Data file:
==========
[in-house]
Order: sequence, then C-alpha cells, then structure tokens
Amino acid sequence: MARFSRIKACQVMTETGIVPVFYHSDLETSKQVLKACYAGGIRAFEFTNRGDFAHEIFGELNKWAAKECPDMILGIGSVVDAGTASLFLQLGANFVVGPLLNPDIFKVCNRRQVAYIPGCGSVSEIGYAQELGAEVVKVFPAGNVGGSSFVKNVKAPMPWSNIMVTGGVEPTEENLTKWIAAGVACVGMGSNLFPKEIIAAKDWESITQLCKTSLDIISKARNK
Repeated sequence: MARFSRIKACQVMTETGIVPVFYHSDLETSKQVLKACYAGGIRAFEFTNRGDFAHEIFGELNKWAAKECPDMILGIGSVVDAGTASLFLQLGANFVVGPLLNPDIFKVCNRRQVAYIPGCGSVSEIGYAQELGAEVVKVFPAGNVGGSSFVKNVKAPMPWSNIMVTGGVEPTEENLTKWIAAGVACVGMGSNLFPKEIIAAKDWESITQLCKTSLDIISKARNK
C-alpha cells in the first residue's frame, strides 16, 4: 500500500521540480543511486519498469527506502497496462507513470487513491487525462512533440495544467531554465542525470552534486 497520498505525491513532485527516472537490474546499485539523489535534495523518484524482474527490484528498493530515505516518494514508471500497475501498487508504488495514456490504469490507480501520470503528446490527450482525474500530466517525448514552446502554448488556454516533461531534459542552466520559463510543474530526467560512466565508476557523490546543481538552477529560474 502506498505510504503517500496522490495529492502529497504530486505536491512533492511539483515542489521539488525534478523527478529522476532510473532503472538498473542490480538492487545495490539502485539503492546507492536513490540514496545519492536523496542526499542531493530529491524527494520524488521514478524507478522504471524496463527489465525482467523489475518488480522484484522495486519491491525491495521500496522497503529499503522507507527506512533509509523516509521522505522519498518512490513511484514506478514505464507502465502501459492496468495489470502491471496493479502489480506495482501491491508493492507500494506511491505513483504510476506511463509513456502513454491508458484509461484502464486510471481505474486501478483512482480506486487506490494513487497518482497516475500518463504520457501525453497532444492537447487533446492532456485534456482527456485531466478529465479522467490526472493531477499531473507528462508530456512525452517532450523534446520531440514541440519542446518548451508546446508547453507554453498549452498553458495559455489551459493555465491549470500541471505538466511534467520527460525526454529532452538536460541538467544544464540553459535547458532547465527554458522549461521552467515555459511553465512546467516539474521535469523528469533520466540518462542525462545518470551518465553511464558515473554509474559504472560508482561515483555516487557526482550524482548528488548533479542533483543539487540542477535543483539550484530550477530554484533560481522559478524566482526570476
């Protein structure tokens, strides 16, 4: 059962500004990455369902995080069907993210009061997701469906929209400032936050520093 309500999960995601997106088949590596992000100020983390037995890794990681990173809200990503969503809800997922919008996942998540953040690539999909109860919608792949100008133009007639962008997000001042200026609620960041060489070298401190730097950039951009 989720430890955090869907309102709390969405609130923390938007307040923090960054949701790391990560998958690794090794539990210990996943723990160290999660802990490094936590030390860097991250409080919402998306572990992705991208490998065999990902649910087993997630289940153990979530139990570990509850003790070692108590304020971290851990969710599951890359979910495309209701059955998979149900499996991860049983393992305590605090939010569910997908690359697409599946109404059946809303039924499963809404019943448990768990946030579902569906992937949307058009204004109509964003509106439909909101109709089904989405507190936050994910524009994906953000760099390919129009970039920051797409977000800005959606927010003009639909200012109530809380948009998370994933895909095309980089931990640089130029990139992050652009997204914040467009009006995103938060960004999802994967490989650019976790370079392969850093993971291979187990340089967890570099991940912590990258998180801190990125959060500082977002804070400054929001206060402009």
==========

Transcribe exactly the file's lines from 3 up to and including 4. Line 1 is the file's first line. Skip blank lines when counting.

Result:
Amino acid sequence: MARFSRIKACQVMTETGIVPVFYHSDLETSKQVLKACYAGGIRAFEFTNRGDFAHEIFGELNKWAAKECPDMILGIGSVVDAGTASLFLQLGANFVVGPLLNPDIFKVCNRRQVAYIPGCGSVSEIGYAQELGAEVVKVFPAGNVGGSSFVKNVKAPMPWSNIMVTGGVEPTEENLTKWIAAGVACVGMGSNLFPKEIIAAKDWESITQLCKTSLDIISKARNK
Repeated sequence: MARFSRIKACQVMTETGIVPVFYHSDLETSKQVLKACYAGGIRAFEFTNRGDFAHEIFGELNKWAAKECPDMILGIGSVVDAGTASLFLQLGANFVVGPLLNPDIFKVCNRRQVAYIPGCGSVSEIGYAQELGAEVVKVFPAGNVGGSSFVKNVKAPMPWSNIMVTGGVEPTEENLTKWIAAGVACVGMGSNLFPKEIIAAKDWESITQLCKTSLDIISKARNK